Flying Officer Walter Dinnathorne LANGWORTHY DFC

Service No: 408157
Born: Hobart TAS, 21 February 1913
Enlisted in the RAAF: 31 January 1941
Unit: No. 16 Operational Training Unit (RAF) / (No. 1655 Mosquito Training Unit)
Awarded the Distinguished Flying Cross (DFC), 14 May 1943
Died: Aircraft Accident (No. 16 Operational Training Unit Mosquito aircraft DZ356), Hertfordshire, 7 January 1944, Aged 30 Years
Buried: Bath (Haycombe) Cemetery, Somerset
CWGC Additional Information: Son of Leslie William Saul and Emma Jane Langworthy; husband of Elsie Marion Langworthy, of St. Kilda, Victoria Australia
Roll of Honour: Devonport TAS
Remembered: Panel 125, Commemorative Area, Australian War Memorial, Canberra ACT

DFC Citation: “As Navigator, Pilot Officer Langworthy has completed many successful sorties against very heavily defended targets in Germany and Italy. On one occasion he had a narrow escape when his seat in the aircraft was riddled with bullets. The aircraft was badly damaged and three members of the crew were wounded. With great coolness, Pilot Officer Langworthy not only navigated the badly disabled aircraft back to this country but also rendered effective aid to the wounded. His courage and skill have always been beyond praise.” (London Gazette 14 May/1943, Page 2156)

On 7 January 1944 Mosquito DZ356 took off from RAF Station Marham detailed to carry out a non-operational day training flight. The aircraft crashed at 1530 hours at Langtone Court, Llangarrow, Hertfordshire, 7 miles north of Monmouth, and both crew members were killed.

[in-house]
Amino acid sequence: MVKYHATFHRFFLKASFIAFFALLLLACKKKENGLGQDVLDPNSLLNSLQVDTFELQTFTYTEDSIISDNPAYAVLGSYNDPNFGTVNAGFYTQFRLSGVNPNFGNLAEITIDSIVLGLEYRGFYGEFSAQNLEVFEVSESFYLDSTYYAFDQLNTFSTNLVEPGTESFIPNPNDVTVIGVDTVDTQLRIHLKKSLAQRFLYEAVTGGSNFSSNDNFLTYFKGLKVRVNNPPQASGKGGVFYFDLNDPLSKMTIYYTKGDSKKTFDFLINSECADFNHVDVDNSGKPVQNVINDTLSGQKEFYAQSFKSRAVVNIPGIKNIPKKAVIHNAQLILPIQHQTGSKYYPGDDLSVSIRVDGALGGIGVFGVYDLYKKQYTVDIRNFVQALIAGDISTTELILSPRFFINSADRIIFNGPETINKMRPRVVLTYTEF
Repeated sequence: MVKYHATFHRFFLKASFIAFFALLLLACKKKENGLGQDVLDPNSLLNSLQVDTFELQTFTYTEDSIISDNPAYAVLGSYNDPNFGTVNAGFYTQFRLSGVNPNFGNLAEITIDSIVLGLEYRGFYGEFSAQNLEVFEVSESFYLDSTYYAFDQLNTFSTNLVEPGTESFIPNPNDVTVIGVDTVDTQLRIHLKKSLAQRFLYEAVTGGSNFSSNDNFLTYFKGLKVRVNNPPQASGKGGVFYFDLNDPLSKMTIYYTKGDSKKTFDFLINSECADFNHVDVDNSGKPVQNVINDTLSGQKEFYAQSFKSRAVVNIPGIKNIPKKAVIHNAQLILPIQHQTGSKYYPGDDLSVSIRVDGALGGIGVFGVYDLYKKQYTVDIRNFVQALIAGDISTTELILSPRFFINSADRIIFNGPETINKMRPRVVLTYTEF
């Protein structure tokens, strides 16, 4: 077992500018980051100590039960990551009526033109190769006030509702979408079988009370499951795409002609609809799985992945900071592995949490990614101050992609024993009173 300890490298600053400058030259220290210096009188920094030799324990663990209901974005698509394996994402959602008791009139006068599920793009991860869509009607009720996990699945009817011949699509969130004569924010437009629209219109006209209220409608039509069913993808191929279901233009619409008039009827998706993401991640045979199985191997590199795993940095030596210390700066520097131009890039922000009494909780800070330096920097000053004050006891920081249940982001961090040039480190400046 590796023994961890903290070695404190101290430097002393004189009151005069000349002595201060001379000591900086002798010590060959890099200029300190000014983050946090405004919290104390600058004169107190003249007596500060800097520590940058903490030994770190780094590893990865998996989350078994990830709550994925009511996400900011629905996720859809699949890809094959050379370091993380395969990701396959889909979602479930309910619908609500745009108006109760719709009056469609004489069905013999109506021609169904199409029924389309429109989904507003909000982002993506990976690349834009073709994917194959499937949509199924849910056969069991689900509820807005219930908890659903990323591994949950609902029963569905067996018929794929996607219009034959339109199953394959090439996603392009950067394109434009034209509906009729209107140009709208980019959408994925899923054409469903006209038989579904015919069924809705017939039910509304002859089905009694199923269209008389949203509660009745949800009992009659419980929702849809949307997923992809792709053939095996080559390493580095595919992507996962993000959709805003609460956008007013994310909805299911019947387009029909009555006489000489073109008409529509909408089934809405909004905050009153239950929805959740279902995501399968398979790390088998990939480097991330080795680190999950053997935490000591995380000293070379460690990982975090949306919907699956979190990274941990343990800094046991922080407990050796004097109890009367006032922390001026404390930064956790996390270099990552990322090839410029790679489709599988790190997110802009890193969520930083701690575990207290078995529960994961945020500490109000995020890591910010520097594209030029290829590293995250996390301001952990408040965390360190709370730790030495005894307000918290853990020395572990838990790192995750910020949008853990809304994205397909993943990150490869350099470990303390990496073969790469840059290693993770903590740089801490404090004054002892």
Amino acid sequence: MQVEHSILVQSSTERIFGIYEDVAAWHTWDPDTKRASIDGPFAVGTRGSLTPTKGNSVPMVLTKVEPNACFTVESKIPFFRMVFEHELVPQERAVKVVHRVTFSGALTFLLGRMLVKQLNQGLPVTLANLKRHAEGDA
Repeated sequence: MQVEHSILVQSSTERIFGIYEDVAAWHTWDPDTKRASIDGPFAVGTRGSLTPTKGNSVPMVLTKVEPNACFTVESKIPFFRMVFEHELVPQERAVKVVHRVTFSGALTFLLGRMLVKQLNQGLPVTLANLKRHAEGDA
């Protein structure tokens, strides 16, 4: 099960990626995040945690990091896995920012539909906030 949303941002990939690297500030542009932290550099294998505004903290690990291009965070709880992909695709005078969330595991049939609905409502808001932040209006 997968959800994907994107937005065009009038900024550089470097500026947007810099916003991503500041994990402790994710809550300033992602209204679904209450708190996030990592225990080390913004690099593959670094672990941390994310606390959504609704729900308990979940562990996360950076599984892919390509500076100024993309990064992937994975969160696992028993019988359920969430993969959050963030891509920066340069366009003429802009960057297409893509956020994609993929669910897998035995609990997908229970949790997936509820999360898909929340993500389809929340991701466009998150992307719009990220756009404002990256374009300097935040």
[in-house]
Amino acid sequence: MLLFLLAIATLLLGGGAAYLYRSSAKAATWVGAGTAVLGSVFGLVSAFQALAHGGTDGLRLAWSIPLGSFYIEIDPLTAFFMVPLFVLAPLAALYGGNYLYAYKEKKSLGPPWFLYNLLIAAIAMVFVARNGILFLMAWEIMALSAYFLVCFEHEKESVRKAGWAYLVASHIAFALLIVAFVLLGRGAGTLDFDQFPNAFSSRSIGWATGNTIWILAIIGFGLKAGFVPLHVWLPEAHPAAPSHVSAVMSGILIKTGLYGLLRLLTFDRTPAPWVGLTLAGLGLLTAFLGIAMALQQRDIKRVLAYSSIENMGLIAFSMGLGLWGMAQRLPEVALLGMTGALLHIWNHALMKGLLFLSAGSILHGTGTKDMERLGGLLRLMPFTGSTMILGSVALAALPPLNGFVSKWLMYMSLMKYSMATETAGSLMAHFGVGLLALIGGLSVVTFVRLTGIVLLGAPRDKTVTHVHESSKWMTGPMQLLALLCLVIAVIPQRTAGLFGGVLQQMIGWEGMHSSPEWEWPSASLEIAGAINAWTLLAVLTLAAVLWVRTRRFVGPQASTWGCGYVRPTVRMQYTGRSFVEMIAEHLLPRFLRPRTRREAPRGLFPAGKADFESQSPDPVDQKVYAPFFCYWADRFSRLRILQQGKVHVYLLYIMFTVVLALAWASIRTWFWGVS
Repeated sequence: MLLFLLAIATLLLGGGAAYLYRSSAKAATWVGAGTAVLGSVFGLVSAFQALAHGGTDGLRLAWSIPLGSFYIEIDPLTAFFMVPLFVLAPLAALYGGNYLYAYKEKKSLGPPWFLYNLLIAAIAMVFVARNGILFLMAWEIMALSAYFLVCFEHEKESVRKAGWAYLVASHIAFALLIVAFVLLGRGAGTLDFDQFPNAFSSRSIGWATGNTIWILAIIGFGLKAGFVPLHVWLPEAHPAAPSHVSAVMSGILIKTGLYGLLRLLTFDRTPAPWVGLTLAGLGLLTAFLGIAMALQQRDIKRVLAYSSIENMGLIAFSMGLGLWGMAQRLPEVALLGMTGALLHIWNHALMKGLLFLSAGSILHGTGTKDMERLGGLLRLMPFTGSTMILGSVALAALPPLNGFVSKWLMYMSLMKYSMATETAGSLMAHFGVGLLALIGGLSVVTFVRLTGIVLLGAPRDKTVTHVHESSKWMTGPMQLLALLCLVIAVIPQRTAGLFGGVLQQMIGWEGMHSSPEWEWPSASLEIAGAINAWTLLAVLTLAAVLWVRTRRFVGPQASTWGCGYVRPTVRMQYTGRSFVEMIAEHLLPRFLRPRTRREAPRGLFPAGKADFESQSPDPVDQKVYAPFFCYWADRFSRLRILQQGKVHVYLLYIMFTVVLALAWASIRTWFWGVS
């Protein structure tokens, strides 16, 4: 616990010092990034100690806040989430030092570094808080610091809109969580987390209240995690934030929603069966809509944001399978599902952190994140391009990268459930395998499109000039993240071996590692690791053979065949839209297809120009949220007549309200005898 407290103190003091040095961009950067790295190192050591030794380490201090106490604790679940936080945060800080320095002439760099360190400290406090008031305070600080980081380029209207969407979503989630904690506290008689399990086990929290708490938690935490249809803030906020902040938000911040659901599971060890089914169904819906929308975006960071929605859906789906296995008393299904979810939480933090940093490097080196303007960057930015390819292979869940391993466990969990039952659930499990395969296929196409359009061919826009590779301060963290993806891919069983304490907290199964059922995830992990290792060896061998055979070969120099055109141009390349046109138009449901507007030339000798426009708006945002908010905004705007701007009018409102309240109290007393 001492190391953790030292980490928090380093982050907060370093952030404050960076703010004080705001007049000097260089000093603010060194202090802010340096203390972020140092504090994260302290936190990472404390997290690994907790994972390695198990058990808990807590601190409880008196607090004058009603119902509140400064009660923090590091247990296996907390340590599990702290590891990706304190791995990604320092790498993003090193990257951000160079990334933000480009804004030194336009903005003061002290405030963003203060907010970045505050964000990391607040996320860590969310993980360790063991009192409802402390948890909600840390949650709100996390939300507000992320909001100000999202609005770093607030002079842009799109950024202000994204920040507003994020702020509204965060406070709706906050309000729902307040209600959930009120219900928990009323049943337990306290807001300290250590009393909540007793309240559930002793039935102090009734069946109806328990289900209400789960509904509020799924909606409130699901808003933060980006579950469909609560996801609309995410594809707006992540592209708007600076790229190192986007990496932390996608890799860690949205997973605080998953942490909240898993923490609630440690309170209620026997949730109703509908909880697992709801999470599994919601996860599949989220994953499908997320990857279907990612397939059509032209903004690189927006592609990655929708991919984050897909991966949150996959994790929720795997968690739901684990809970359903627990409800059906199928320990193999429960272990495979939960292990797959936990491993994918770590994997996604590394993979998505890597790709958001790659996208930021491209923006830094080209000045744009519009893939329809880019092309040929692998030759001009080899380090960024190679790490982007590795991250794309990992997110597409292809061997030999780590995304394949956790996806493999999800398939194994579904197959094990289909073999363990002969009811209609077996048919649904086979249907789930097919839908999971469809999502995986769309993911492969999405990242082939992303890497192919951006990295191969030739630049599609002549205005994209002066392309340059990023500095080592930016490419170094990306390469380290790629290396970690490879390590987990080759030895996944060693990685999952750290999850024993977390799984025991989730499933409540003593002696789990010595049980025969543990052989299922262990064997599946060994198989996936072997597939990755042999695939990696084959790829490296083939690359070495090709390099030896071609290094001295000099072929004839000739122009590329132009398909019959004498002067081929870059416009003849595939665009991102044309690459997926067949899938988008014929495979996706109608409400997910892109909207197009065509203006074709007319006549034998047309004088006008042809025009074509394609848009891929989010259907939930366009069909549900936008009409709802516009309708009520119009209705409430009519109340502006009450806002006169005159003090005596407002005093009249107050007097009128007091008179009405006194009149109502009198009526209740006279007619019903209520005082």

The crew members of DZ356 were:

Flight Lieutenant Kenneth Frank Jolly (88240) (RAFVR) (Pilot)
Flying Officer Walter Dinnathorne Langworthy DFC (408157) (Observer)

A report on the Accident stated: “from eye witnesses accounts, DK356 was flying followed by a second aircraft at a considerable height. There was an explosion from the leading aircraft which resulted in fire and disintegration of the aircraft, Flight Lieutenant Jolly was blown out of the aircraft without his chute which came down and opened out separately. The Observer used his chute although injured, but the canopy was torn and he died soon after the impact. The wreckage was spread over a four mile area with the main body of the aircraft being burnt out completely. Both engines broke away from their mountings while the aircraft was in mid-air. There was ample evidence that the reported fire in the air, originated in one of the engines.”


Australian War Memorial Roll of Honour On-Line Records (RAAF Casualty Information compiled by Alan Storr (409804))
Commonwealth War Graves Commission On-Line Records
Department of Veterans’ Affairs On-Line WWII Nominal Roll
National Archives of Australia On-Line Record A705, 166/29/257


Lang, Noella The Rest of My Life with No. 50 Squadron: from the diaries and letters of Flying Officer P W Rowling, Access Press, Northbridge WA 6000, 1997

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